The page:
I find myself quite disappointed that the conservative Christian leadership would be willing to back a third party candidate, hoping the Republicans will lose rather than unite against the Democrats, especially if Hillary is the nominee. This self-destructive thinking parallels that of some far-left liberals who believe that the world would be better if the U.S. lost the War in Iraq.

Both strains of thought ignore the probable outcomes of such decisions. For instance, if the US loses the war in Iraq, Muslim fanatics will be so strengthened by their success in driving the U.S. out of the Middle East, they may plan an even more deadly attack against the U.S., such as a nuclear attack or an attack with chemical weapons.

If conservative Christians were to sit out or back a third party candidate to get back at the Republicans and allow Hillary Clinton to be elected, all of the progress of the pro-life, pro-family movement could be eradicated in four years. Hillary’s judicial nominees are certain to believe in and practice judicial activism to such a level that any law enacted by the people could be overturned, basically because the judge does not like the law. The partial-birth abortion ruling could be overturned and any State gay marriage ban could suffer a similar fate. Just look at Iowa. Government-funded stem cell research would become sacrosanct. Abstinence based sex-education in schools could evaporate as could school choice. Social conservatives would then have to fight a government education monopoly that vitiates the values that parents instill in their children while the government is assisted by a liberal judiciary which believes that whatever the government wants, it gets. Such an activist judiciary would effectively mute the vox populi. Even if most Americans suddenly converted to conservative Christianity overnight and wanted to pass laws protecting marriage and the lives of the unborn, all such action would be obstructed by a liberal judiciary.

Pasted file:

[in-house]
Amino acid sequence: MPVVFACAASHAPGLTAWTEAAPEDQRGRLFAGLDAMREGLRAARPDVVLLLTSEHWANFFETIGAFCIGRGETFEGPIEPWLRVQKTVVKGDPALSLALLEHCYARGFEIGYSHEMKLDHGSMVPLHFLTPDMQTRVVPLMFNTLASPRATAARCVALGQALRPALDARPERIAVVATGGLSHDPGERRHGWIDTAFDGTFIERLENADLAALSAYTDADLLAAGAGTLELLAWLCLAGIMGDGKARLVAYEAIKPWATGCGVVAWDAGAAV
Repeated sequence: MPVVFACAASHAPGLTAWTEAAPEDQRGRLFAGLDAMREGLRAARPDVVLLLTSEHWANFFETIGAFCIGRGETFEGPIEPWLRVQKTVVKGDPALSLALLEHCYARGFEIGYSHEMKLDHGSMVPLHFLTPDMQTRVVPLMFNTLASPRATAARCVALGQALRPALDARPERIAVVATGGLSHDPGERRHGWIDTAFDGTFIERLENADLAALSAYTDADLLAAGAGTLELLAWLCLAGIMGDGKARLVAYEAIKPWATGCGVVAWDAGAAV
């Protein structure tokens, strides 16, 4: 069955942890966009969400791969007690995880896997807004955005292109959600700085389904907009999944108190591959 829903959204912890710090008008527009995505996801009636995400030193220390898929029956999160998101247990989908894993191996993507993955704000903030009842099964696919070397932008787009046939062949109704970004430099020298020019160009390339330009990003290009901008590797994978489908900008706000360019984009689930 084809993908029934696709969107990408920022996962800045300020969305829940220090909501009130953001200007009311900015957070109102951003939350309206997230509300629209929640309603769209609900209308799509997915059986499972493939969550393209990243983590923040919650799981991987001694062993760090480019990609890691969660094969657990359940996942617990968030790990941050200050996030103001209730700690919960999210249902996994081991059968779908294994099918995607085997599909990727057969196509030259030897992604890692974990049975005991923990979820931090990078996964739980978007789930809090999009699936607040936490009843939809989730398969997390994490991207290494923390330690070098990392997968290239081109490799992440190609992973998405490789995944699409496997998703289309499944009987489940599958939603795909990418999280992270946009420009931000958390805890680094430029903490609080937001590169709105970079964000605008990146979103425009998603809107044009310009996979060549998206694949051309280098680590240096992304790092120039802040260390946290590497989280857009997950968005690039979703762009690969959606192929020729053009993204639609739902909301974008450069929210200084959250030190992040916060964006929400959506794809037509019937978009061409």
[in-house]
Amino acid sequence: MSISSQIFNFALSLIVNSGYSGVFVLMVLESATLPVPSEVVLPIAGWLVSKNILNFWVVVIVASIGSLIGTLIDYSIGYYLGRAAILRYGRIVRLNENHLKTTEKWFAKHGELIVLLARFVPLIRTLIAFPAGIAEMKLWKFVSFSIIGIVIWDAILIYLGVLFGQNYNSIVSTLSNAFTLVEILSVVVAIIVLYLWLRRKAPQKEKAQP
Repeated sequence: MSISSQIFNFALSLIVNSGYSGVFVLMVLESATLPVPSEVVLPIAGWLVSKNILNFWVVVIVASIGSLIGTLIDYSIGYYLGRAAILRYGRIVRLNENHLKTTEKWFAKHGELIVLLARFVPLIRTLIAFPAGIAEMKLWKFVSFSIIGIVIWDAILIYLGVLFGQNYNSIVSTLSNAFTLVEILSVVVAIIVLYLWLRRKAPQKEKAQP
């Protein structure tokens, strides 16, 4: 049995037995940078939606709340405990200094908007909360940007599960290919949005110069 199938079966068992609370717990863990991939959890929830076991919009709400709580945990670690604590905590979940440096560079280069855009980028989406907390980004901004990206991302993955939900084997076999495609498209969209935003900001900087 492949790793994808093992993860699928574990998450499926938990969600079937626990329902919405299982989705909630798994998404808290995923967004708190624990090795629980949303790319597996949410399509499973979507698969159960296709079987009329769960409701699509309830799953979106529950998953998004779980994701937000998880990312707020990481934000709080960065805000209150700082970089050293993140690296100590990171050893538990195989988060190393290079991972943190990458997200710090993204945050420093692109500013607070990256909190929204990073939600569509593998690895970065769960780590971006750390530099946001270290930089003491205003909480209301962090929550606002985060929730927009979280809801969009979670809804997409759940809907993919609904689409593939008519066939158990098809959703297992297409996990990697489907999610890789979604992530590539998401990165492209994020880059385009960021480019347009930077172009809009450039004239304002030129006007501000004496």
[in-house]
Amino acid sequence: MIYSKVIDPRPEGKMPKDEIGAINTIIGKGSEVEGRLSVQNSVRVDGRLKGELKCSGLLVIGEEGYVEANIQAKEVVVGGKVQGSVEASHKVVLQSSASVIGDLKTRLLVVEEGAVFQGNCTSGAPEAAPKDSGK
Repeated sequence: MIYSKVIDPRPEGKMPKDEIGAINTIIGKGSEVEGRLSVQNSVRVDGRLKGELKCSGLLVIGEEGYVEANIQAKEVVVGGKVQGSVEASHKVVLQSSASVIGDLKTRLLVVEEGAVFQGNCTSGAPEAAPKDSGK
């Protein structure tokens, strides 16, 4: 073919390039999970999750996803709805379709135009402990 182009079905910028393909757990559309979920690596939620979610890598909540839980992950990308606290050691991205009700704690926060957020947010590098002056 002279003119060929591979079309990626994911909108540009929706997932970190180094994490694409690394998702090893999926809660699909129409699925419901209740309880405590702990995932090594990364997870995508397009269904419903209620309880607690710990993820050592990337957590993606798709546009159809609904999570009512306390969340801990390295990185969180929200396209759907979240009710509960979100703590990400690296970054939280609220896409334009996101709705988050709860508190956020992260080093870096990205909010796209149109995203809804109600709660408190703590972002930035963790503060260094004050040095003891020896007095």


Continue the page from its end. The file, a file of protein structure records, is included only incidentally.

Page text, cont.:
Her domestic policies would be just as bad as it is clear that she does not trust free people to make decisions on their own. Socialized health care, price controls on pharmaceuticals, her own vision of “fair profits,” higher taxes and profligate spending would all be a part of a Clinton presidency. Government would slowly yet surely take over just about every aspect of our lives. And don’t forget that Bill will be back as well.

A Hillary presidency would sink this country for years and social conservatives really need to think this through. This does not mean the social conservatives have no reason for their disappointment and anger at the Republican Party. The Republicans have paid a lot of lip service to social conservative concerns without a lot of action. However, George Bush has delivered two excellent Supreme Court justices who give social conservatives a fighting chance to effect change in the culture. Under President Hillary Clinton, however, the phrase “activist judges” will assume an even more ominous meaning.